YOUTH delinquency, inadequate aged care and lack of translating service were only three of the problems Liverpool's migrants confronted Citizenship Minister Victor Dominello with last week.
At Liverpool Migrant Resource Centre, Mr Dominello met representatives of local migrant communities, including those from Afghanistan, Iraq, Nigeria, Ethiopia and Spanish-speaking countries.
Romal Baluchzada, of the Afghan community, said the young people from his country and their parents were finding it difficult to communicate with each other due to their different points of view.
"And there is youth delinquency developing in our community all around the west," Mr Baluchzada.
Several migrant groups said their aged people were not receiving sufficient or culturally appropriate care.
Mr Dominello said he could relate to the experience of migrants because he was the grandchild of migrants who had found adjusting to their new homeland challenging at first.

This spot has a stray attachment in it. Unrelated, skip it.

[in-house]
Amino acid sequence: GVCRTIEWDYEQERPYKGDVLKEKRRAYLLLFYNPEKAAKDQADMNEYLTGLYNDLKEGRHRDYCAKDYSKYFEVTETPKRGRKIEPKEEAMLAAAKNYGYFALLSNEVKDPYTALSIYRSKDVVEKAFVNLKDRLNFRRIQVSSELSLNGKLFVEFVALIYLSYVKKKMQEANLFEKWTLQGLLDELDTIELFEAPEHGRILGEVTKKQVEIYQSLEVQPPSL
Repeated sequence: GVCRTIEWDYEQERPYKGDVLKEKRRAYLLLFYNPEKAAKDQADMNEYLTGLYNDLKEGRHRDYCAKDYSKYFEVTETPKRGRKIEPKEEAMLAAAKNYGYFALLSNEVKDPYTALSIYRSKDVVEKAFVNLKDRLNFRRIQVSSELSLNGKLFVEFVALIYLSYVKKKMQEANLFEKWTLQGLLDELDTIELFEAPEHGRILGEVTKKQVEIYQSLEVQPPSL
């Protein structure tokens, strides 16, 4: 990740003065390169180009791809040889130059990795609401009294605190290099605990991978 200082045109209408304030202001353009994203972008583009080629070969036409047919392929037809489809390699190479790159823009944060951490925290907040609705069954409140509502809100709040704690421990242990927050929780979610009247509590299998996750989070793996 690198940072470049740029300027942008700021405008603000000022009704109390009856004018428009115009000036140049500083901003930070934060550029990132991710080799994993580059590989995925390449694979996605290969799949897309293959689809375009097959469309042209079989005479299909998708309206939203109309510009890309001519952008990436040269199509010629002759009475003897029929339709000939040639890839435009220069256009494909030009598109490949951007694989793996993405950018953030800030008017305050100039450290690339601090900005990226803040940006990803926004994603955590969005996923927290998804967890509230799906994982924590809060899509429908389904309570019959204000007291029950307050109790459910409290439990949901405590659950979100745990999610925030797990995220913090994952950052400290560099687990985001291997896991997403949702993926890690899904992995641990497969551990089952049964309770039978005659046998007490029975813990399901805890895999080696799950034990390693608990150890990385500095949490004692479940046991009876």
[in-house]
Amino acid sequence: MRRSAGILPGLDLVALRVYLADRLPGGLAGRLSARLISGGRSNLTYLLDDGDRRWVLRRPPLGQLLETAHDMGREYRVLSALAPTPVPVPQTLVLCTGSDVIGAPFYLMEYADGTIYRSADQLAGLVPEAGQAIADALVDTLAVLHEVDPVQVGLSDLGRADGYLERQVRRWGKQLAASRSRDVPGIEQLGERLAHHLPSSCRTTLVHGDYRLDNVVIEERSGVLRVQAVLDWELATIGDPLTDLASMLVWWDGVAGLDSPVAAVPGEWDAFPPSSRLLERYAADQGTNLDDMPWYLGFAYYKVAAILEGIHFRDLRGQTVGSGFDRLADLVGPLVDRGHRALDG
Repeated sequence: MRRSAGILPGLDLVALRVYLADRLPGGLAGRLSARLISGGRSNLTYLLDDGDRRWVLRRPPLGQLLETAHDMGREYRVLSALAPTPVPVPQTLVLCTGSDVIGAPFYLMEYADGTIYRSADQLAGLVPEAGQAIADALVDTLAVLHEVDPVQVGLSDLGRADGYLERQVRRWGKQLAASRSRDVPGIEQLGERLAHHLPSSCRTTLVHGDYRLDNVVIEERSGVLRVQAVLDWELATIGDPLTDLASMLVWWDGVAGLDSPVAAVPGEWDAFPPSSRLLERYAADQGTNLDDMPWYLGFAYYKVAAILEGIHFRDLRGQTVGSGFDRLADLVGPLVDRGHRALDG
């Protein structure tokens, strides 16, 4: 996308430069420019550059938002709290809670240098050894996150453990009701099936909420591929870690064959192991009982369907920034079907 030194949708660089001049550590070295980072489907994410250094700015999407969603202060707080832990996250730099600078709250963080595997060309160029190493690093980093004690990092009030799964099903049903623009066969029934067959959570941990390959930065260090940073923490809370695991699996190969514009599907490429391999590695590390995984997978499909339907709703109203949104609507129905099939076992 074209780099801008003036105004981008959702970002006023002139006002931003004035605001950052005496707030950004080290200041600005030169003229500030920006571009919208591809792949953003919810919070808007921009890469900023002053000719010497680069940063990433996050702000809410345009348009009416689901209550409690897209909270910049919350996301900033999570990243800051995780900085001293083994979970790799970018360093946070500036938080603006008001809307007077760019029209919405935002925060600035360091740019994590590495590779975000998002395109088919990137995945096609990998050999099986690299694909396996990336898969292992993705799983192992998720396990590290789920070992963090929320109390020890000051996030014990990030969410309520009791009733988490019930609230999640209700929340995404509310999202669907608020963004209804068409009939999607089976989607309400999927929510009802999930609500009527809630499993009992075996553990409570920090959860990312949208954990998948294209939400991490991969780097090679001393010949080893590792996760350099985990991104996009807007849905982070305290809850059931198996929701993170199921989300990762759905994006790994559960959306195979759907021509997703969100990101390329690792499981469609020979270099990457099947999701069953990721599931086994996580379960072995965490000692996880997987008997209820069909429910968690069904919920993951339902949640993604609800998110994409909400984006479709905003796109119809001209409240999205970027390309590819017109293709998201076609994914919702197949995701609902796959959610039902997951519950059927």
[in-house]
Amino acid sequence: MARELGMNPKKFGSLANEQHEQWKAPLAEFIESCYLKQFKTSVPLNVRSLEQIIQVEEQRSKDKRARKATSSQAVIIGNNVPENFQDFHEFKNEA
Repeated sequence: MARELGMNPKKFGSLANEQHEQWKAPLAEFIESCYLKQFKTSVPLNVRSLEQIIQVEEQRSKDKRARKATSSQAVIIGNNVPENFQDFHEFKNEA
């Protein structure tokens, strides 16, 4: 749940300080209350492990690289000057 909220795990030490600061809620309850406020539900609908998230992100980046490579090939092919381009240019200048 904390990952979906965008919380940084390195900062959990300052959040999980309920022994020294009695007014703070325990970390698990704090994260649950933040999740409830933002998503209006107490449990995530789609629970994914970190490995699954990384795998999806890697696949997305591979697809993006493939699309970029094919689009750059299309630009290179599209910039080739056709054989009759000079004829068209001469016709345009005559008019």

"None of these problems can be solved straight away," he said.
"There is no perfect country and if there was I would move there myself.
"But we will keep striving to improve the services available to communities."
He said the government was developing a mentoring program for migrant youth which could address some problems they faced.
Migrant Resource Centre manager Kamalle Dabboussy said he was pleased Mr Dominello had listened to the concerns and he would respond to them in detail soon.